Attorney General Reports Successful Legislative Session For Consumer Protection, Criminal Justice Issues

DENVER — Colorado Attorney General John Suthers announced today that every bill his office endorsed this legislative session has either been signed into law or awaits the governor’s signature.

“The Office of the Attorney General put forward seven bills aimed at strengthening the state’s consumer protection laws, improving law enforcement’s access to training programs and protecting Colorado’s lifeblood, its water,” Suthers said. “Every one of our commonsense bills received the endorsement of the House and Senate. I look forward to implementing and enforcing these pragmatic proposals.”

The office’s bills were:

  • House Bill 1109, which expands the definition of when a home is in foreclosure to help protect homeowners late on their mortgage payments from being victimized by foreclosure-consulting scams;
  • Senate Bill 54, which raises the civil-penalties cap for companies that violate the Colorado Consumer Protection Act and increases the maximum penalty a company can incur for violating the Colorado Antitrust Act of 1992;
  • House Bill 1036, which increases funding for law enforcement training programs provided through the Peace Officer Standards and Training program;
  • House Bill 1183, which toughens the criminal penalties for those who commit appraisal fraud;
  • Senate Bill 119, which clarifies provisions of the Colorado Water Quality Control Act, making it clear no part of the law impairs the state’s ability to enforce penalties for companies discharging hazardous waste or hazardous materials into Colorado waters;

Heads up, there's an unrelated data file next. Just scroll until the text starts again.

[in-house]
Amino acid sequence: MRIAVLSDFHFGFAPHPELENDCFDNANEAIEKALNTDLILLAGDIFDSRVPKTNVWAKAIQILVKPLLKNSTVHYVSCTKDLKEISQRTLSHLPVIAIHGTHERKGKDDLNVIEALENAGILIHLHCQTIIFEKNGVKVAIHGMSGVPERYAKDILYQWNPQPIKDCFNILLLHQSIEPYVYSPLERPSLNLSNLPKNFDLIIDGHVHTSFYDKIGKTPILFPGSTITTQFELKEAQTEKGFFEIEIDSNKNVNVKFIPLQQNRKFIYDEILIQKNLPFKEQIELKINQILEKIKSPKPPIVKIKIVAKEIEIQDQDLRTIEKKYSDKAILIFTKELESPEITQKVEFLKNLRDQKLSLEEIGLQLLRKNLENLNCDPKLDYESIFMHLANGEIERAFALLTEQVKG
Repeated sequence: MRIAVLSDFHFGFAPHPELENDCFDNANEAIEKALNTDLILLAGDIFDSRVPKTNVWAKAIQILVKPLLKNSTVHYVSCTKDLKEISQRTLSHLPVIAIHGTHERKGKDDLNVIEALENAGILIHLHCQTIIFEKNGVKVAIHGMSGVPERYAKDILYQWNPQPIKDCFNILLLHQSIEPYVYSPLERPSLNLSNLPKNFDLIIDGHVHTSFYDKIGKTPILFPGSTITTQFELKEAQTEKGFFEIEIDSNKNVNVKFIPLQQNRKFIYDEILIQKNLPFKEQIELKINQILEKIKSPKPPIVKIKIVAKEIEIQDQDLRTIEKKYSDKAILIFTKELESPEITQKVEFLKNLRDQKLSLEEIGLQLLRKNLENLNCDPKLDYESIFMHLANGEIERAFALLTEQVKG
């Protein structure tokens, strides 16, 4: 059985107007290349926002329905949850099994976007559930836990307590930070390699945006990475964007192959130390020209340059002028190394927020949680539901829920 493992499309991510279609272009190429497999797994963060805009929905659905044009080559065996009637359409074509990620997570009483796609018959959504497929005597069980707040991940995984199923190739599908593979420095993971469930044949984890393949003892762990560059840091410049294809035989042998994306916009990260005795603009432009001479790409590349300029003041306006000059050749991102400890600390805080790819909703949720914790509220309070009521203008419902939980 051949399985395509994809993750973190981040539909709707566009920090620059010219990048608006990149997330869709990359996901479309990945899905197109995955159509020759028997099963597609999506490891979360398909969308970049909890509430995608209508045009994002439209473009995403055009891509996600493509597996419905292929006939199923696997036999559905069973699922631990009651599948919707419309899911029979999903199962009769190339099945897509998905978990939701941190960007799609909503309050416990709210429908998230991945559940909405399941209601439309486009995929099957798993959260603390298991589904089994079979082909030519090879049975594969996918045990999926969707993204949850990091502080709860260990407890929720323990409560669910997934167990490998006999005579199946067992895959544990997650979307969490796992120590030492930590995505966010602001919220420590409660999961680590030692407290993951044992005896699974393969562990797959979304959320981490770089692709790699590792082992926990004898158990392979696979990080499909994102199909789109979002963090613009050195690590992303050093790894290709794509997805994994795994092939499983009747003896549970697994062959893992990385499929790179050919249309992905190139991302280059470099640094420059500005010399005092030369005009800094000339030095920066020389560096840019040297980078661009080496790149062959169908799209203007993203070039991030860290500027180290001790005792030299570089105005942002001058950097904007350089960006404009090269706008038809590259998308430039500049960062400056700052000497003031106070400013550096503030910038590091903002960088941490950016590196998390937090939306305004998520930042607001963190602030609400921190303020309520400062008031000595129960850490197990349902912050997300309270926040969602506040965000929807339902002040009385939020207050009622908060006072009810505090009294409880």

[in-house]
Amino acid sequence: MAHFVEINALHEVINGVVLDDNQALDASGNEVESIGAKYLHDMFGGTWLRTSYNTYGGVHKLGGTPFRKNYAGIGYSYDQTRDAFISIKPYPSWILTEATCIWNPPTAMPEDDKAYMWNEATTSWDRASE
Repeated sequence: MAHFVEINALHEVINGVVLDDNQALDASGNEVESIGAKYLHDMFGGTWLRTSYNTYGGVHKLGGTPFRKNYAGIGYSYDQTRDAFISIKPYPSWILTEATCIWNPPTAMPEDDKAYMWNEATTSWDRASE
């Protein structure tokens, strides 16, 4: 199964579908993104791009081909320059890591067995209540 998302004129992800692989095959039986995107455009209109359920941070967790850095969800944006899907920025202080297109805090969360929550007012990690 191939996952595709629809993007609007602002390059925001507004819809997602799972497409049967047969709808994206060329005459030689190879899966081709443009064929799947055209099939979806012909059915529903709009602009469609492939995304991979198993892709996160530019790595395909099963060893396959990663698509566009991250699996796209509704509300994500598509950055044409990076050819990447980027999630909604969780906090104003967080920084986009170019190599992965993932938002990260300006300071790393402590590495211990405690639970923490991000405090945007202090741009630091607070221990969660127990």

• House Bill 1141, which updates the Uniform Consumer Credit Code; and,
  • House Bill 1124, which expands the authority of public bodies’ governing boards to go into executive session to discuss legal issues with their attorneys.

Suthers also praised the Legislature’s actions on a variety of bills affecting the work of the Office of the Attorney General, including:

  • Passing Katie’s Law, Senate Bill 241, which allows police to collect DNA from individuals arrested on suspicion of committing felonies to help solve cold cases;
  • Sidelining Senate Bill 273, an unconstitutional attempt to dip into Pinnacol Assurance’s shareholders’ assets to raise $500 million to balance the budget;
  • Killing House Bill 1274, an attempt to abolish Colorado’s death penalty;
  • Agreeing to study sentencing reform instead of passing the original version of Senate Bill 286, which would have, among other things, substantially reduced the criminal penalties for the vast majority of felonies committed in Colorado; and,
  • Dropping Senate Bill 288, which would have capped the number of felons each district attorney could send to prison every year.


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